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Public sector ICT review
Proposals which could save up to £1 billion over the next five years in public sector information and communication technology (ICT) have been published.
A review of public sector ICT infrastructure carried out by John McClelland recommends an overarching national ICT strategy to address national needs and that each part of the public sector, such as universities or councils, should move to shared procurement and use of ICT.
The Scottish Government will now consider the findings.
The review finds that public sector in Scotland invested at least £1.4 billion on ICT in 2009, 60 per cent of it external spending with industry, and there are 6,200 people involved in ICT across the public sector.
Finance Secretary John Swinney said:
"This is a welcome review from John McClelland who has a strong track record of breaking new ground in public service delivery. During our last administration we implemented the approach to procurement recommended by John McClelland. I asked Mr McClelland to consider the next stage of the challenge in this area and I welcome what he has set out.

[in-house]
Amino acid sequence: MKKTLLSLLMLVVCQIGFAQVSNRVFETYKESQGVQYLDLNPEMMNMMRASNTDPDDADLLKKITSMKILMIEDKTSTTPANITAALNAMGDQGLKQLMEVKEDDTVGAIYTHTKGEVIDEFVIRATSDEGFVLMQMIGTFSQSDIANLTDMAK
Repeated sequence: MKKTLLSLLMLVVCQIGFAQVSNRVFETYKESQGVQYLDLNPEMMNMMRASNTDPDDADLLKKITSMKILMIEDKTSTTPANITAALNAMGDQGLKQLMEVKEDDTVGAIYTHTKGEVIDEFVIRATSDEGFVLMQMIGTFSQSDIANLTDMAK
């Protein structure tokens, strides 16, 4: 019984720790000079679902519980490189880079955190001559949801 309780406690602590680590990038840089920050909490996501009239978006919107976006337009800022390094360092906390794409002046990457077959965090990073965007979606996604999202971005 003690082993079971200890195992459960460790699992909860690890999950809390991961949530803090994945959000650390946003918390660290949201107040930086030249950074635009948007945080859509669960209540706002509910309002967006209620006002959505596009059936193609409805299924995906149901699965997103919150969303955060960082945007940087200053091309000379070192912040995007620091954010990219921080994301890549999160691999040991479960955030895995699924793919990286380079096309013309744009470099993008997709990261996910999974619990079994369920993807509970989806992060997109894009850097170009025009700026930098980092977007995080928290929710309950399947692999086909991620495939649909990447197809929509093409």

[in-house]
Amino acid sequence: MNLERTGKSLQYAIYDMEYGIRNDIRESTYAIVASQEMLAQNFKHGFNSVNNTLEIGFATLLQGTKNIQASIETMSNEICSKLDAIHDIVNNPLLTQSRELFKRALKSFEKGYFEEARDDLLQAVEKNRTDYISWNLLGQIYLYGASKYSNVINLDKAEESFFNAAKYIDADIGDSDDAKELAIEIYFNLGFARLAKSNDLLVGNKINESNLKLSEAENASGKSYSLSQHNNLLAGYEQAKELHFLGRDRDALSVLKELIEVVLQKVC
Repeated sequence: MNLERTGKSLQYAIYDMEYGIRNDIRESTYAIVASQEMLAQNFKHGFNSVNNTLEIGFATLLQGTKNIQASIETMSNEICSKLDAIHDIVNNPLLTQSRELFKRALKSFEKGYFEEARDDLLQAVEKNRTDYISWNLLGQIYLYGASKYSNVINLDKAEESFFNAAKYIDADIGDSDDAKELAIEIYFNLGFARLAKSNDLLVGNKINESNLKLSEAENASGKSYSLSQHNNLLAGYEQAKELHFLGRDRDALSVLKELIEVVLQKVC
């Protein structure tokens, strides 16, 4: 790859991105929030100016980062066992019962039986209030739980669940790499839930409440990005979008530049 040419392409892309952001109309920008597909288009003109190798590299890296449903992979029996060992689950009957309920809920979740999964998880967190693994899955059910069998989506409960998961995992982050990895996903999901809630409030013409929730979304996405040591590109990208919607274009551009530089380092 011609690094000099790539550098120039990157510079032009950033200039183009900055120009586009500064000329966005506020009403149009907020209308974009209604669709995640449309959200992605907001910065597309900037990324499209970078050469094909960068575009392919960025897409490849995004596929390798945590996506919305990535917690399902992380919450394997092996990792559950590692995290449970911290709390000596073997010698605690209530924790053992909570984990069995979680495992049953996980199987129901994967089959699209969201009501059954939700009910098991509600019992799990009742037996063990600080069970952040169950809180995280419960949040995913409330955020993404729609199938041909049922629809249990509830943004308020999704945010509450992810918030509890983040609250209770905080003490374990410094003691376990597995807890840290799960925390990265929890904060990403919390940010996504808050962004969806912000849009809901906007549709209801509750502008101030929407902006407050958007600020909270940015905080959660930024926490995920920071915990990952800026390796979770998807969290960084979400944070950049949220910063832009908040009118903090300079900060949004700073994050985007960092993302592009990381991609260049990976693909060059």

"The review states that it should be standard to request all public services online and ICT technologies should support more integration across different sectors. That is a vision which the whole of the public sector should aspire to.
"Along with the Public Procurement Reform Board I will consider in detail the review's findings, but it is clear there must be more effective engagement with the ICT industry and a much clearer focus on breaking down organisational barriers to deliver better public services that focus on users while getting the best value for money."
Mr McClelland also conducted a review of public procurement in Scotland in 2006. He said:
"Given my involvement in the global ICT Industry over many years, I was pleased to be asked by John Swinney to conduct this review of its use in the public sector in Scotland. I hope that the findings from my report and implementation of its recommendations will help not only to deliver financial savings but also encourage the use of this technology to improve the quality of and access to public services."